Crushed Med Dust

  1. I work in a long term care skilled nursing facility. I crush an awful lot of meds. I mix said meds with apples sauce or pudding or water or juice. I have learned how to avoid getting the dust up my nose for the most part but I still occasionally get a sniffer full.

    My concern is that over the course of my carreer if I continue to get these sniffer fulls, Of course it will damage the lining of my nose , and potenially me lungs if it goes that far, but what effect will the medication have on me systemically? I crush everything from BP to Psych meds.

    Anyone have any thoughts?
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    About weirdRN

    Joined: Mar '05; Posts: 618; Likes: 42
    LTC Nurse
    Specialty: Long Term Care


  3. by   lpnflorida
    I suppose if someone is that concerned about the long term effects of possibly inhaling dust from crushed meds you can choose to wear a mask.
  4. by   Valerie Salva
    You could wear a surgical mask while you crush. The kind with the elastic straps on the ears. They are easily tucked under your chin when you don't need them.
  5. by   BabyLady
    Nurses have been crushing pills for years and years and years....never heard of one developing a respiratory illness or other illness because of it.
  6. by   lpnflorida
    I tend to hold my breathe and then take a step back until the dust settles. That was more as I hated sneezing and contaminating the medication .30 years and to be honest it has not affected my health.

    Reminder per JACHO regulations we are suppose to be crushing medications in their original packaging and then bringing them to the bedside and placing them in applesauce or pudding.
  7. by   Whispera
    I'm confused, actually. How do you crush meds that you get a cloud of dust? I haven't ever had that happen....
  8. by   lpnflorida
    Quote from Whispera
    I'm confused, actually. How do you crush meds that you get a cloud of dust? I haven't ever had that happen....

    Actually crushing has never caused dust for me, what causes dust is some of the capsules which I have opened that can created a small amount of dust coming up. I am trying to think of which one is the worst but at the moment it escapes me. I am thinking it is dilantin but I am not positive.
  9. by   ambil
    This post reminds me of one of my embarresing moments as a student nurse. I was working in a med/surg. unit, scared out of my wits, unsure of myself and was given the task of giving someone his meds. I was supposed to crush it and mix it with his yogurt. Well what of course had to happen? I just didn't think and I exhaled right on it. I was stunned, probably white as a ghost. I quickly put my tail between my legs and told someone on shift what I had done. Of course they had their fun with me for the rest of the day. I even had to trudge down to the hospital pharmacy and get a new pill for the patient. The parmacist asked what I did with the first one. He had his laugh too!!! I've been working 20 years and NEVER did it again.:imbar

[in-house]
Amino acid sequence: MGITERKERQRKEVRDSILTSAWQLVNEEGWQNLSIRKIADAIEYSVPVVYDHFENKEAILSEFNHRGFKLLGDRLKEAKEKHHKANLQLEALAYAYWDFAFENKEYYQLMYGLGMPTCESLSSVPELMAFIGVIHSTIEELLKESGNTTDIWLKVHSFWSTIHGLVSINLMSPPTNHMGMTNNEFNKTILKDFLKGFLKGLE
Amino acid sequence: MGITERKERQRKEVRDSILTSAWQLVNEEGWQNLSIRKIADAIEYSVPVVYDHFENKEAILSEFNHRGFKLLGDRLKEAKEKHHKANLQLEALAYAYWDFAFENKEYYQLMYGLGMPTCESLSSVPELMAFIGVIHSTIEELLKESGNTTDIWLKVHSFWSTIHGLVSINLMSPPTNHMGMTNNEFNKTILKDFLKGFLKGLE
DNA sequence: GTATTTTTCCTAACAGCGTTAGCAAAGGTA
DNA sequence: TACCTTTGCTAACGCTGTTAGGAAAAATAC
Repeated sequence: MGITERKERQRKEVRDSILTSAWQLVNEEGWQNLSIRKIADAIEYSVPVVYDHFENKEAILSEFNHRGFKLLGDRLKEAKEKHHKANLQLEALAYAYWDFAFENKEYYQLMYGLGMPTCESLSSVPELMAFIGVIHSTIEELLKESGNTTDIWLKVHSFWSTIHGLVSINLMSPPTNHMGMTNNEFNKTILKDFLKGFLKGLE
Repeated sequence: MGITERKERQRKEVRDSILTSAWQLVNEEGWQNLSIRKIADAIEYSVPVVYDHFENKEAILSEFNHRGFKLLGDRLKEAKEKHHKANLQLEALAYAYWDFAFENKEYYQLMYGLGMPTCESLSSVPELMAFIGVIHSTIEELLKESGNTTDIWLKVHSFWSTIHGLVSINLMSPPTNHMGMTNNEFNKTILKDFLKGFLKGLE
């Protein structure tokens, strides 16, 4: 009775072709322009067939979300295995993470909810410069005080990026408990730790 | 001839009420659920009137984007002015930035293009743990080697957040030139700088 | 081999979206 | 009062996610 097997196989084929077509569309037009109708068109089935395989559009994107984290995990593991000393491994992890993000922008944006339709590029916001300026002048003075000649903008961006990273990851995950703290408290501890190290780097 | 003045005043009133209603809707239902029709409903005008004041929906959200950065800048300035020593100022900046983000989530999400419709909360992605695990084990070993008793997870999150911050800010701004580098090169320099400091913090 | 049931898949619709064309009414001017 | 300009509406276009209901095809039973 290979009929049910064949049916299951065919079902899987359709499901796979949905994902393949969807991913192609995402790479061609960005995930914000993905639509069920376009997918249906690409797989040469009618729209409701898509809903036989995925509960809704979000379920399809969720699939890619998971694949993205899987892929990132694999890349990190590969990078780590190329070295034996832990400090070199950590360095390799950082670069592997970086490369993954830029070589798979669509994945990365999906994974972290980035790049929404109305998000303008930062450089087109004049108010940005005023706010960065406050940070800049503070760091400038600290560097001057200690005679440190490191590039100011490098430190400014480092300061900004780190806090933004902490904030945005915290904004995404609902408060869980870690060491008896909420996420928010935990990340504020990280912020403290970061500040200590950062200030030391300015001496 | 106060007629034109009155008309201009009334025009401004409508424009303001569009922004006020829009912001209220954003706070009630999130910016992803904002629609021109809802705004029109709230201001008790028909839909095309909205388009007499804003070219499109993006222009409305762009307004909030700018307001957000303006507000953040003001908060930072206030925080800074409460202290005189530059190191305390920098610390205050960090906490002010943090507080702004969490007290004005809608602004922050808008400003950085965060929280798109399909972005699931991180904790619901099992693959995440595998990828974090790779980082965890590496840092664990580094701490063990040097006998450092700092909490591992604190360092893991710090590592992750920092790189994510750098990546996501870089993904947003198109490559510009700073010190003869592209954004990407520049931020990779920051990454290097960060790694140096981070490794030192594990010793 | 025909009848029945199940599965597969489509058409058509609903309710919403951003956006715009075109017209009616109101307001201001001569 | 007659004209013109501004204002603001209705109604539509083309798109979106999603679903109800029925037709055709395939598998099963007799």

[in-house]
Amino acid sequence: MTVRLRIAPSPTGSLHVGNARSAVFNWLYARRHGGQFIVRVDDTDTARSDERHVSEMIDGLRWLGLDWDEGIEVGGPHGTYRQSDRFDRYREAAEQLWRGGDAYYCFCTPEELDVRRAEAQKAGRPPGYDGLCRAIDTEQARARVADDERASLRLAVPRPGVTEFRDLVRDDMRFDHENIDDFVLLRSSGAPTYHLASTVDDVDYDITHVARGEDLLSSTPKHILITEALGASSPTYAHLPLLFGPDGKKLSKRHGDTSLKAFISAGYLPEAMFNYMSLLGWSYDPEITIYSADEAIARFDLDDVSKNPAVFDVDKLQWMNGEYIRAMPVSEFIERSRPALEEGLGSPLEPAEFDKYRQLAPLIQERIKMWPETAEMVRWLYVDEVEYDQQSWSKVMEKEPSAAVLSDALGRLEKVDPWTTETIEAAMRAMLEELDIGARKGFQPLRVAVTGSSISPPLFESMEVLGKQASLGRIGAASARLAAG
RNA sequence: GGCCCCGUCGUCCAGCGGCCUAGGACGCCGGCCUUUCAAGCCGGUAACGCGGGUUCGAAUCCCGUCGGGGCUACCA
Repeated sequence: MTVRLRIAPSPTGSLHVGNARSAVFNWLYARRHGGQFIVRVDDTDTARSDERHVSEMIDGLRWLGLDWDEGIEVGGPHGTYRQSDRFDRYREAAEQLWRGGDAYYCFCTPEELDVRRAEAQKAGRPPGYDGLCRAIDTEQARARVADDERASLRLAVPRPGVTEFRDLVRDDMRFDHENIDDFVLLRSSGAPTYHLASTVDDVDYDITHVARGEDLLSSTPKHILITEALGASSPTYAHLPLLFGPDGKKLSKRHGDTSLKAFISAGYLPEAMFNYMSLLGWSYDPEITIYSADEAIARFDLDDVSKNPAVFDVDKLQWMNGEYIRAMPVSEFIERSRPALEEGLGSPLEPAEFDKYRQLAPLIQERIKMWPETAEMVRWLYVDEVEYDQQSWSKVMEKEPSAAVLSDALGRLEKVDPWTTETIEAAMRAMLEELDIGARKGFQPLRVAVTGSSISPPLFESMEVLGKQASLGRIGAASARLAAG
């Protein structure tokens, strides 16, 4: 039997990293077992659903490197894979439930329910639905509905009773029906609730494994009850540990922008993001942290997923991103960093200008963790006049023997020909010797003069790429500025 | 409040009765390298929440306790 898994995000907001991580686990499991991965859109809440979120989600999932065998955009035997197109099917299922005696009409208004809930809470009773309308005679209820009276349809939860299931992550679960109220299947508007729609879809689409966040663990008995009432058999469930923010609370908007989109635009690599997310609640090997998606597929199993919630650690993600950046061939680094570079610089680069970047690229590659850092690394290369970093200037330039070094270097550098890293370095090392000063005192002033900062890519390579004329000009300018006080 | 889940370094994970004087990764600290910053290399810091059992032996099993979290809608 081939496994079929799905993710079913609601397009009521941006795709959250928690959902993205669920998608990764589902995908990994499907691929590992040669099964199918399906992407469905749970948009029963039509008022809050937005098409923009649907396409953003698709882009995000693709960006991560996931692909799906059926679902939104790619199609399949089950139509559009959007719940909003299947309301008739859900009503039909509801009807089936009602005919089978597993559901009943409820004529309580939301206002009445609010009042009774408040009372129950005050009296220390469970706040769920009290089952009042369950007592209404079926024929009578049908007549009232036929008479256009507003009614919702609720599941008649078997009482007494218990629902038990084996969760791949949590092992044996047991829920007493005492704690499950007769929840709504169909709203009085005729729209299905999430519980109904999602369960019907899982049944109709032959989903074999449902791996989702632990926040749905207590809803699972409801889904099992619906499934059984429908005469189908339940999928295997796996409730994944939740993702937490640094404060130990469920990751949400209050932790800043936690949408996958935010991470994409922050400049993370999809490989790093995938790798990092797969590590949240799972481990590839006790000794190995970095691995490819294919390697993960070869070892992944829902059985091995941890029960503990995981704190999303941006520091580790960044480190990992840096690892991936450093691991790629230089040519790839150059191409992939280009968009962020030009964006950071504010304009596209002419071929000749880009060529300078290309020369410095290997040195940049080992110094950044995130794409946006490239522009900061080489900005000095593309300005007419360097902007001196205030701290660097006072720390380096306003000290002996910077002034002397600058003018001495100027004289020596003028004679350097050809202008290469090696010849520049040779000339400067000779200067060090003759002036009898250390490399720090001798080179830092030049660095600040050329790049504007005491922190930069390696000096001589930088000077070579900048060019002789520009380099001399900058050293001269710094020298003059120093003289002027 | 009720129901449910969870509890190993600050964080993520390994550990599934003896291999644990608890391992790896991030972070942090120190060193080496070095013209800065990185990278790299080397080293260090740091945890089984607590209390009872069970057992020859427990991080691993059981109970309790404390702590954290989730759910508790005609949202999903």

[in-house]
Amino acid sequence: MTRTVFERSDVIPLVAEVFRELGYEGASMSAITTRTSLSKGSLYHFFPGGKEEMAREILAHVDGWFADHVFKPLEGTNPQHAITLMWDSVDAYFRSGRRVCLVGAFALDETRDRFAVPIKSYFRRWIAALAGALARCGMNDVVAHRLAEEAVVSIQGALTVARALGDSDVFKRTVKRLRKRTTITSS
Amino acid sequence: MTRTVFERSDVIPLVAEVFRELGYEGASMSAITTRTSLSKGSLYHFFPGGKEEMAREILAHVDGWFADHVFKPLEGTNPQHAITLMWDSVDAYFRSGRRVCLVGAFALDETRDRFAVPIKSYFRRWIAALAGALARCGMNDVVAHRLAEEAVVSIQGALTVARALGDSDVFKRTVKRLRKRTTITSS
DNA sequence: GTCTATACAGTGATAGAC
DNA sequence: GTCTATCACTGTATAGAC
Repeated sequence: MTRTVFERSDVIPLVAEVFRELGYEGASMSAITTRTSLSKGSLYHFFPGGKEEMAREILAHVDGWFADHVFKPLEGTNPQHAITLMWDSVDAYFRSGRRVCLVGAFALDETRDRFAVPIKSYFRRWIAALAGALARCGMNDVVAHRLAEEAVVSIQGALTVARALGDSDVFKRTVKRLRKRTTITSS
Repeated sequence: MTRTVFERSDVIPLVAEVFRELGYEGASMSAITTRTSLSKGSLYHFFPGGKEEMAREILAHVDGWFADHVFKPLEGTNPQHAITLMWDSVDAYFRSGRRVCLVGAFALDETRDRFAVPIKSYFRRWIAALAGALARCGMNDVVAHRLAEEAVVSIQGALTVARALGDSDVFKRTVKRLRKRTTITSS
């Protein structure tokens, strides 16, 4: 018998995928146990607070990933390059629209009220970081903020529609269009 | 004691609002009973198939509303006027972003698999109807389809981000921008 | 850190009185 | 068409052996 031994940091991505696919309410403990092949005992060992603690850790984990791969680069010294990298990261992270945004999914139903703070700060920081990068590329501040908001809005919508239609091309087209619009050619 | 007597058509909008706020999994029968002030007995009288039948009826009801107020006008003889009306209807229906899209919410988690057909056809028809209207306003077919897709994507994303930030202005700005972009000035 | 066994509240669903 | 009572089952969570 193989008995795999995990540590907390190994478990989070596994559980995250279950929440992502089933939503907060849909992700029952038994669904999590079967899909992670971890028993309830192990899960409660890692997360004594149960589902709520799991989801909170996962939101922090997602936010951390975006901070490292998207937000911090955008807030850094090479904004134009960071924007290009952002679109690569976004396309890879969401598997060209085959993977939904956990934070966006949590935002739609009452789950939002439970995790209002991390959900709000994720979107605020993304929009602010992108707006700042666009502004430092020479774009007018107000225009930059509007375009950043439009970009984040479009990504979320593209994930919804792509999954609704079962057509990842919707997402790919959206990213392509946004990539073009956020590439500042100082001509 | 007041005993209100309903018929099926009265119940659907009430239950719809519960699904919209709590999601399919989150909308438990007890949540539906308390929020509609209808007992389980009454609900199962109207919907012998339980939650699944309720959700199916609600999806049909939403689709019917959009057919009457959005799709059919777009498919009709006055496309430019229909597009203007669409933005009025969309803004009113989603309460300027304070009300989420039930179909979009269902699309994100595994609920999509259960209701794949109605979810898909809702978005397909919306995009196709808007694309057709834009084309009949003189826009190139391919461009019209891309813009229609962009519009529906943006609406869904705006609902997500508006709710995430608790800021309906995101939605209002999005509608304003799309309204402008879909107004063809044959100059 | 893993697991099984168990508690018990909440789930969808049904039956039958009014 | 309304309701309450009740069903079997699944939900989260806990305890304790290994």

10. by   CoffeeRTC
    Most LTCs are not JAHCO accredited. It would be impossible to do that and stay within the time frame esp since the meds come in cards.

    We use the Silent Knight crusher that uses little plastic baggies. Before that we used the double paper cup method. Rarely have pill dust. Now...opening the meds up..yeah..sometimes you get a little bit, but just do it at arms lenght and hold your breath.
  11. by   Virgo_RN
    I've crushed my share of meds, and have yet to see any pill dust.
  12. by   weirdRN
    Mostly I was just curious when I asked this question. I read the package insert to a dry inhaler. It talked about the effects of the med, the length of time and the route of excretion. So when one of our residents passed away, I wanted to know how big the dose was that they would get if they inhaled the entire amount. It wasn't that big. So I got to thinking about the number of times that when you are pouring the med into a cup, and the dust rises up and you get a sniffer full. It isn't about contaminating the meds being mixed, though I worry about that too. It was more about the effect on the individual. For example, if you get a nose full of BP med, does that med absorb through the lining of your nose? Does it lower your BP? Does that have an adverse or a beneficial effect? or a anti depressant, does that equal a better mood?

    As one poster mentioned, most nursing homes are NOT JACHO accredited. We have audits and inspections by our state every year. We get the same kind of tags ect. But some of the procedures for a nursing home/LTC/ SNF are different than what is required in a hospital. In some instances, more rigid, in some instances more lax. Just my opinion, I believe Nursing should be nursing. The procedure I use to administer meds in the Hosp. should be the same one that I use in the nh, but it is not. because of a LOT of factors.

    And to the poster who mentioned the Silent knight, I love it! I have gotten much better at not being so messy, and I rarely get a nose full. Usually it is when I am tired or in a hurry that I make that mistake.
  13. by   lpnflorida
    I worry less about inhaling anything and more about accidentally getting nitro paste on my skin. It has happened, must admit nothing happened, but it did give me pause.
  14. by   mcknis
    I love the Silent Knight!!! like lpnflorida...I am also concered about nitropaste!!!!!!!!!!!!!!